bart_generic.jpgBART police confirmed that a third incident of copper theft from BART property was discovered this morning in Oakland.

The two previous incidents of copper cable theft were discovered across the Bay earlier this week.

“We have had a spike in metal thefts. It’s not new and it’s definitely a safety issue for the people stealing it and for the public when they cut the fences,” said BART Deputy Police Chief Ben Farrow.

The unidentified copper thieves have chosen an especially dangerous site to steal the precious metal, since the individual removing the metal may be electrocuted and commuter safety may be jeopardized, Farrow said.

As the price of copper goes up, reports of metal theft also tend to rise, Farrow said.
Scrap copper sells for about $3 per pound and much of the scrap copper purchased in the U.S. is exported overseas to Asian countries, said an employee at an Oakland-based scrap metal company.

“The money they pay for metal has increased. The more money they can get, the more brazen they get,” Farrow said of the metal thieves.

BART police are also monitoring possible sites where the stolen copper cables may be redeemed for cash.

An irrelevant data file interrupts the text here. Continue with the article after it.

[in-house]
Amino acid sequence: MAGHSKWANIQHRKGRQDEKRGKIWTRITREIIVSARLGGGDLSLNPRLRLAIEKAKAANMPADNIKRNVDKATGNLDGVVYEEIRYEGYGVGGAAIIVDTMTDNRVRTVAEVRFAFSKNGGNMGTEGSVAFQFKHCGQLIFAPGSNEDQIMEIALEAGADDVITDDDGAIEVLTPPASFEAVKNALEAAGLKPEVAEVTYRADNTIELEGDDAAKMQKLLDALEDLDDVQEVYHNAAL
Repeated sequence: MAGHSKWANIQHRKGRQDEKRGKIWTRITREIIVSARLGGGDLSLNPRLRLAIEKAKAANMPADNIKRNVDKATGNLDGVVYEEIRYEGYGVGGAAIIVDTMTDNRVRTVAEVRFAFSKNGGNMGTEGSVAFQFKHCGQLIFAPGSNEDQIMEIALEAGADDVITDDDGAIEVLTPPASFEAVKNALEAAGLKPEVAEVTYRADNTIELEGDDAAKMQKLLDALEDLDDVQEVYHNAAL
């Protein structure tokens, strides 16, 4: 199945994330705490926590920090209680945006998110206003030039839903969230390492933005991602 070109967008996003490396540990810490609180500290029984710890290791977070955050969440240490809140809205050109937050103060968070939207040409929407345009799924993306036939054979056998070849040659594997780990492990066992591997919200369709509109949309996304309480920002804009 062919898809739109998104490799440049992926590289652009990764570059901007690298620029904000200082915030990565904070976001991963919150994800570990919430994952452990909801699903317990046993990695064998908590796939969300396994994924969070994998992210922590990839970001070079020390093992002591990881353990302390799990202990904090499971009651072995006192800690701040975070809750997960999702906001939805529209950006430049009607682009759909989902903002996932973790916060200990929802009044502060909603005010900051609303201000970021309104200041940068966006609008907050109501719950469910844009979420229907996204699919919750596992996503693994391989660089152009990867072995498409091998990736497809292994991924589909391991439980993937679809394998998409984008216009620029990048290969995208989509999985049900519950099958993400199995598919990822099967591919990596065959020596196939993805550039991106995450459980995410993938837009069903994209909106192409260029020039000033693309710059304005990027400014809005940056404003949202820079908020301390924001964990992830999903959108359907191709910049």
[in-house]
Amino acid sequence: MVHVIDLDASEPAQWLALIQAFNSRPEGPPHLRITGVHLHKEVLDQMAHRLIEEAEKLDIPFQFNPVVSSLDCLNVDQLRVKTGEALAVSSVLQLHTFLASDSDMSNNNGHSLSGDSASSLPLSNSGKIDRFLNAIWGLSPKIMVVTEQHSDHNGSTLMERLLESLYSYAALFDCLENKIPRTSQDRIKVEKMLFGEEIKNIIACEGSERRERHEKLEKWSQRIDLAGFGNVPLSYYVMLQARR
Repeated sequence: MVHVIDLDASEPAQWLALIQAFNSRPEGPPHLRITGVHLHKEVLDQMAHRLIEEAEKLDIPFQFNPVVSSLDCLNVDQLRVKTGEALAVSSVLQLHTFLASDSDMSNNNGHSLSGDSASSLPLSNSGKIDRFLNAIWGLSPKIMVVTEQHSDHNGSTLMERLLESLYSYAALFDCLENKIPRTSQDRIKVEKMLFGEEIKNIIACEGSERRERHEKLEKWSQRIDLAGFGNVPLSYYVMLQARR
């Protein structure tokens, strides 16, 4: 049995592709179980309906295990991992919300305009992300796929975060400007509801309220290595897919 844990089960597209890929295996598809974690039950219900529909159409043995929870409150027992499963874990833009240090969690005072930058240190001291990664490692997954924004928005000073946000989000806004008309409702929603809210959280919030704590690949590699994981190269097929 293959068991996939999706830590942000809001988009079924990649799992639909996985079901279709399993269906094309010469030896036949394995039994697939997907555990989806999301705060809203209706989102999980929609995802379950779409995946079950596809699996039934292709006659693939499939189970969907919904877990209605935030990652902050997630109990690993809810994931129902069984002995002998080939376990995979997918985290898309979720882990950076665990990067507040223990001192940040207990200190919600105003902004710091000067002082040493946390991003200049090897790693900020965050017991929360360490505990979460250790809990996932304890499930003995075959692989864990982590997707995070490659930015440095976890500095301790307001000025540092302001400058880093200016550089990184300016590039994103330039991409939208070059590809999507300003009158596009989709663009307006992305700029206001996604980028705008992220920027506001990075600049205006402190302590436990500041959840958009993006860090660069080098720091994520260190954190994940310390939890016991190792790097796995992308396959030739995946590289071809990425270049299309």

While some metal thefts cause alarms to go off inside the BART system, many metal thefts do not trigger alarms and are not discovered until well after they occur. Daily inspectors and train operators usually discover the thefts in routine inspections or by witnessing suspicious individuals on the train tracks.

Farrow said BART detectives are working overtime and with allied agencies, including other cities across the country that are experiencing similar issues.

Farrow urges the public to notify BART police at (510) 464-7000 if they see any vehicles near BART property without e-plates or government tags after BART hours or if they see a breach in the fences.

Hannah Albarazi, Bay City News

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